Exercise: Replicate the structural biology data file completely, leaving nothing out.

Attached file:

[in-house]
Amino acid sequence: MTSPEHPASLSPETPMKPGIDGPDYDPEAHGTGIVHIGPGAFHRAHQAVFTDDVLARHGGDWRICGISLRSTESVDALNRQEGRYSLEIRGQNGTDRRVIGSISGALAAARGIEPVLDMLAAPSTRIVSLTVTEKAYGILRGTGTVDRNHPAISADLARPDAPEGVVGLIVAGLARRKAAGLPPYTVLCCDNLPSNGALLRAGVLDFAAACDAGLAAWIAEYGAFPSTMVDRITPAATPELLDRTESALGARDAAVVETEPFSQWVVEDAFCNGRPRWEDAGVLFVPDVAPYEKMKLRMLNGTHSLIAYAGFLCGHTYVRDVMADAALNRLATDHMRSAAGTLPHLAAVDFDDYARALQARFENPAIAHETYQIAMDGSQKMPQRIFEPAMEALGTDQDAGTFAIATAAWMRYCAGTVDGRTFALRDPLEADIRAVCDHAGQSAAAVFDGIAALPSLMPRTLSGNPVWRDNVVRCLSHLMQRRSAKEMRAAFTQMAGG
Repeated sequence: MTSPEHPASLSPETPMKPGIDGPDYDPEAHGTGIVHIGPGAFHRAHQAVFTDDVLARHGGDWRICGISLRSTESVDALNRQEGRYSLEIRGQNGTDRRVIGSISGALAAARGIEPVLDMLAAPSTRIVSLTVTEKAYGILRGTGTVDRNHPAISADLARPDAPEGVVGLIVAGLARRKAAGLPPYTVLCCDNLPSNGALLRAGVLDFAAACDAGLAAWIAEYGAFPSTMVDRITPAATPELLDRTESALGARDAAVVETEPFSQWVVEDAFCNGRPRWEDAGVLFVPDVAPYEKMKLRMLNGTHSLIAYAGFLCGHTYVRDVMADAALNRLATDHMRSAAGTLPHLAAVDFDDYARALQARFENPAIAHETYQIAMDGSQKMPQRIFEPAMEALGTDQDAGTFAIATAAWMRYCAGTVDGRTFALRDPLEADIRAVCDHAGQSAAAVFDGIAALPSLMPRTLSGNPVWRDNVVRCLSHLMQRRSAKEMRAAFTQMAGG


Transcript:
[in-house]
Amino acid sequence: MTSPEHPASLSPETPMKPGIDGPDYDPEAHGTGIVHIGPGAFHRAHQAVFTDDVLARHGGDWRICGISLRSTESVDALNRQEGRYSLEIRGQNGTDRRVIGSISGALAAARGIEPVLDMLAAPSTRIVSLTVTEKAYGILRGTGTVDRNHPAISADLARPDAPEGVVGLIVAGLARRKAAGLPPYTVLCCDNLPSNGALLRAGVLDFAAACDAGLAAWIAEYGAFPSTMVDRITPAATPELLDRTESALGARDAAVVETEPFSQWVVEDAFCNGRPRWEDAGVLFVPDVAPYEKMKLRMLNGTHSLIAYAGFLCGHTYVRDVMADAALNRLATDHMRSAAGTLPHLAAVDFDDYARALQARFENPAIAHETYQIAMDGSQKMPQRIFEPAMEALGTDQDAGTFAIATAAWMRYCAGTVDGRTFALRDPLEADIRAVCDHAGQSAAAVFDGIAALPSLMPRTLSGNPVWRDNVVRCLSHLMQRRSAKEMRAAFTQMAGG
Repeated sequence: MTSPEHPASLSPETPMKPGIDGPDYDPEAHGTGIVHIGPGAFHRAHQAVFTDDVLARHGGDWRICGISLRSTESVDALNRQEGRYSLEIRGQNGTDRRVIGSISGALAAARGIEPVLDMLAAPSTRIVSLTVTEKAYGILRGTGTVDRNHPAISADLARPDAPEGVVGLIVAGLARRKAAGLPPYTVLCCDNLPSNGALLRAGVLDFAAACDAGLAAWIAEYGAFPSTMVDRITPAATPELLDRTESALGARDAAVVETEPFSQWVVEDAFCNGRPRWEDAGVLFVPDVAPYEKMKLRMLNGTHSLIAYAGFLCGHTYVRDVMADAALNRLATDHMRSAAGTLPHLAAVDFDDYARALQARFENPAIAHETYQIAMDGSQKMPQRIFEPAMEALGTDQDAGTFAIATAAWMRYCAGTVDGRTFALRDPLEADIRAVCDHAGQSAAAVFDGIAALPSLMPRTLSGNPVWRDNVVRCLSHLMQRRSAKEMRAAFTQMAGG